5. I just found your blog from your WordPress feature. In case you aren’t reading the comments being left there, here’s what I wrote: “I can’t begin to image the complexities, questions, worries, concerns, etc. that Gendermom must have to work through. But her daughter sounds like one amazing little girl; I adore her confidence, and trust that she will grow up to be a fantastic woman – in no small part to her fantastic mom. :)” Blessings to you, your daughter, and your community.

  6. I am so happy to have come across your blog. It is really moving to see how loving and accepting you are of your daughter and how you handle tough situations (i.e. Genitally Obsessed Gossip Moms) in such a powerful way and without losing your cool. I’m happy to be a new follower and can’t wait to read more about you and M.

  7. I just found your blog via Notes On Crazy and I’m so glad I did. Finding people who are so accepting of trans people — like myself — gives me strength and helps me recognize that I’m not living in isolation. Thank you, and I wish you and your daughter success and happiness. I look forward to following your progress.

  8. I’m a regular reader, and noticed that you’ve started to post anonymized pictures of your family. I hate to be a paranoid downer, but from what I’ve heard from queer and feminist bloggers, there are some really, really persistent haters out there who will use every bit of information they can get to track down, harass, and threaten people who put positive information about things they don’t like or understand out there. So I hope you’re being very careful. We all need to keep hearing your story.

  9. Hi,

    I stumbled upon an article you wrote (“Finally, some reliable research on trans kids like mine”) which directed me to your blog. First I want to say that I’m so happy your daughter is excelling!

    I identified as female when I was very young (probably around 3 or 4-years-old), and am now 21-years-old and identify completely as male. I actually underwent Dr. Zucker’s therapy. No one can say for sure if it was the treatment that made me not identify as female anymore, or if this would have happened regardless. I just think that this type of treatment provided is very different than gay reparative therapy, or trans reparative therapy beyond a certain age (say beyond 8), which are both objectively harmful. I think we have a ways to go before we completely understand gender identity. Perhaps some children are truly transgender (like your daughter) and some are just in a long, drawn out phase (like me). Or perhaps it’s something completely different.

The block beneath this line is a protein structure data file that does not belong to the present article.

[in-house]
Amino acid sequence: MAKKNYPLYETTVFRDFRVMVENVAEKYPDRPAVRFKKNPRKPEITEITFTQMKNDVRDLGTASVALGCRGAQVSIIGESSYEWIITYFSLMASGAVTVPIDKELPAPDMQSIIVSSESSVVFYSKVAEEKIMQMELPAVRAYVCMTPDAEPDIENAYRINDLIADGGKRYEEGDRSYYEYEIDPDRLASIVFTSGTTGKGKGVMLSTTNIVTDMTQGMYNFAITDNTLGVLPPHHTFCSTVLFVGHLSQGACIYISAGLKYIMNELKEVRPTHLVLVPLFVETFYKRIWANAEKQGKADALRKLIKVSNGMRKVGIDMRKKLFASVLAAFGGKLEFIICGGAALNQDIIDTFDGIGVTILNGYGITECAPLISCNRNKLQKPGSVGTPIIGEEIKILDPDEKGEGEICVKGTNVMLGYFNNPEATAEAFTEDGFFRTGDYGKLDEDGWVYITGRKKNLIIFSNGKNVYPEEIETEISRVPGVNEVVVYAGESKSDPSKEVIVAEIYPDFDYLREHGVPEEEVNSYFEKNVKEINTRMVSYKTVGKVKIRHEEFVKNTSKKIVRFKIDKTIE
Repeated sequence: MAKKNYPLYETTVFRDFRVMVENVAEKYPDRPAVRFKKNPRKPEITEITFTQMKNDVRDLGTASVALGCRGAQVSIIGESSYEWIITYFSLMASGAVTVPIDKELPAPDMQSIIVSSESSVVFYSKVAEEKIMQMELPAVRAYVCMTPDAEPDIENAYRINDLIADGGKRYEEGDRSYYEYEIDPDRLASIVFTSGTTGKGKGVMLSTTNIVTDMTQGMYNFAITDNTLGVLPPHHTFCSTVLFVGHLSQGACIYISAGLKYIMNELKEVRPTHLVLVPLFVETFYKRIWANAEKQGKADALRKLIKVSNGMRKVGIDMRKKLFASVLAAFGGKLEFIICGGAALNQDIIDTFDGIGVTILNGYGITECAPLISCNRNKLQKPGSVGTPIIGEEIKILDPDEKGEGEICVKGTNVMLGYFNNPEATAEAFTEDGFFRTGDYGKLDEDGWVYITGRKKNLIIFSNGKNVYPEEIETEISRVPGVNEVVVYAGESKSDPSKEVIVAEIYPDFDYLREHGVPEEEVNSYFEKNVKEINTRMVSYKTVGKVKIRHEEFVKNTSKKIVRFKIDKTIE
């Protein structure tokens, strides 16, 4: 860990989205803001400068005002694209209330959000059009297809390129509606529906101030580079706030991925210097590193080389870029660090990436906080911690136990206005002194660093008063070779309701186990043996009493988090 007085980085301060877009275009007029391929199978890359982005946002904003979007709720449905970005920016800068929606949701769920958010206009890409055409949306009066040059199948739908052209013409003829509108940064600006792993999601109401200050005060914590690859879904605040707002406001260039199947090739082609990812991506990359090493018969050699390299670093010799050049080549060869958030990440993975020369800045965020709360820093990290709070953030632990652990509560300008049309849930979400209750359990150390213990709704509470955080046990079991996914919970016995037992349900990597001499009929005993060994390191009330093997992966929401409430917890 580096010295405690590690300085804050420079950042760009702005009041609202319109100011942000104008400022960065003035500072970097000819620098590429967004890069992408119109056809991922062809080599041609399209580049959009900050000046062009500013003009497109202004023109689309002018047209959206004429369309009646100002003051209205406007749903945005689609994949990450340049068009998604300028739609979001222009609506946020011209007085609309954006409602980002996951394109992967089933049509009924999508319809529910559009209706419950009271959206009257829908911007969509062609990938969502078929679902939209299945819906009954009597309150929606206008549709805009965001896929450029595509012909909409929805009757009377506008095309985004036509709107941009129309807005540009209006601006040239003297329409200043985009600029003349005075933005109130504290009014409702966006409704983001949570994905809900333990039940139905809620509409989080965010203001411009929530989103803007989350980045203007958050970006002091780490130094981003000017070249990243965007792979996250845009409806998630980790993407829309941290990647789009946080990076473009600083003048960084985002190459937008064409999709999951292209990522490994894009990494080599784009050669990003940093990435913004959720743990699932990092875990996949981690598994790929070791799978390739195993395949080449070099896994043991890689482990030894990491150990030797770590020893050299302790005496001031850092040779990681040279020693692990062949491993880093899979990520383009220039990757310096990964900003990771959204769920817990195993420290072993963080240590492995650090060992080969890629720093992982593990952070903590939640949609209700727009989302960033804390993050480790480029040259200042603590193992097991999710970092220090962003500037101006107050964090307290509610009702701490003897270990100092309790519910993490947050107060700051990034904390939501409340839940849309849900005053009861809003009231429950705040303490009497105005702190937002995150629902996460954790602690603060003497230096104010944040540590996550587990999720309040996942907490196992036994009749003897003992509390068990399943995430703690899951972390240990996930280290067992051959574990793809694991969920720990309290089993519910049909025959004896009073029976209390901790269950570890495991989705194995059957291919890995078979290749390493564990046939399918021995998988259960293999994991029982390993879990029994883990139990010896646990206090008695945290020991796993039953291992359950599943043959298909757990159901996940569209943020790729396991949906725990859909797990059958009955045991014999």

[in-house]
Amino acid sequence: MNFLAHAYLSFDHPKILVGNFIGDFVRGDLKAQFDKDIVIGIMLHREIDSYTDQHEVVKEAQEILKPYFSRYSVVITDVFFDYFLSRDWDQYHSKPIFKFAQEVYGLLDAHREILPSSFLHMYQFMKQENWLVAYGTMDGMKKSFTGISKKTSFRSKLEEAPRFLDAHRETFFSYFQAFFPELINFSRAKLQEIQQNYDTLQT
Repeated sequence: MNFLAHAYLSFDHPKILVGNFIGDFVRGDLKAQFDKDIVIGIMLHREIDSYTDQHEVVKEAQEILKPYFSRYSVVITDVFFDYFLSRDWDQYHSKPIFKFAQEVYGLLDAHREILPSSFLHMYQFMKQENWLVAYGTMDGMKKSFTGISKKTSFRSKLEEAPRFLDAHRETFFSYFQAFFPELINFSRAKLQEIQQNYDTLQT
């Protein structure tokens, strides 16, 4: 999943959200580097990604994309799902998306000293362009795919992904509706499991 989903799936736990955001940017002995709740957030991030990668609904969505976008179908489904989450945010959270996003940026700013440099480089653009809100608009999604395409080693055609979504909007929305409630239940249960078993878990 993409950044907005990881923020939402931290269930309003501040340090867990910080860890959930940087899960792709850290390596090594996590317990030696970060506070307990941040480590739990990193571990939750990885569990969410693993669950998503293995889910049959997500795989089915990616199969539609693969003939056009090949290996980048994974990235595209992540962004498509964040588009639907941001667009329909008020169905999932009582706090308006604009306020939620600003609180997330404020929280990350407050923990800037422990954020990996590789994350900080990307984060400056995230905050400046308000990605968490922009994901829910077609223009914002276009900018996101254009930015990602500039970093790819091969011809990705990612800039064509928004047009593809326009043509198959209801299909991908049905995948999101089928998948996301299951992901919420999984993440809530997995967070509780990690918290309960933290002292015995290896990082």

Having said, I’m so glad you shared your story! I’m very happy for your daughter and wish you and her all the best. 🙂

  10. Hi GM!

    I looked up your blog after reading about your daughter’s visit with Ms Cox.

    I’m a typical soccer mom in Birmingham AL. We have 4 children (27, 23, 22 & 13) and 3 grandchildren (2, 1 & newborn) which is a true miracle! Who knew 30 year olds could have kids that old?!? Ha!

    All kidding aside – I love my children AND their children! As the world evolves and children are more comfortable to share their true selves, I want to be educated enough to rejoice and share with them. Unfortunately, most people in general do not take too kindly to those of us that simply are not familiar with their life.

    Thank you for sharing your experiences. I’m hoping we all learn how to continue to love others.

    Lyric
    Soccer Mom
    Birmingham, AL

    • You need to mind your own business. You can have your own opinions about transgender individuals, but casting aspersions on the mental health of Gendermom and her ability to care for her child is below the belt.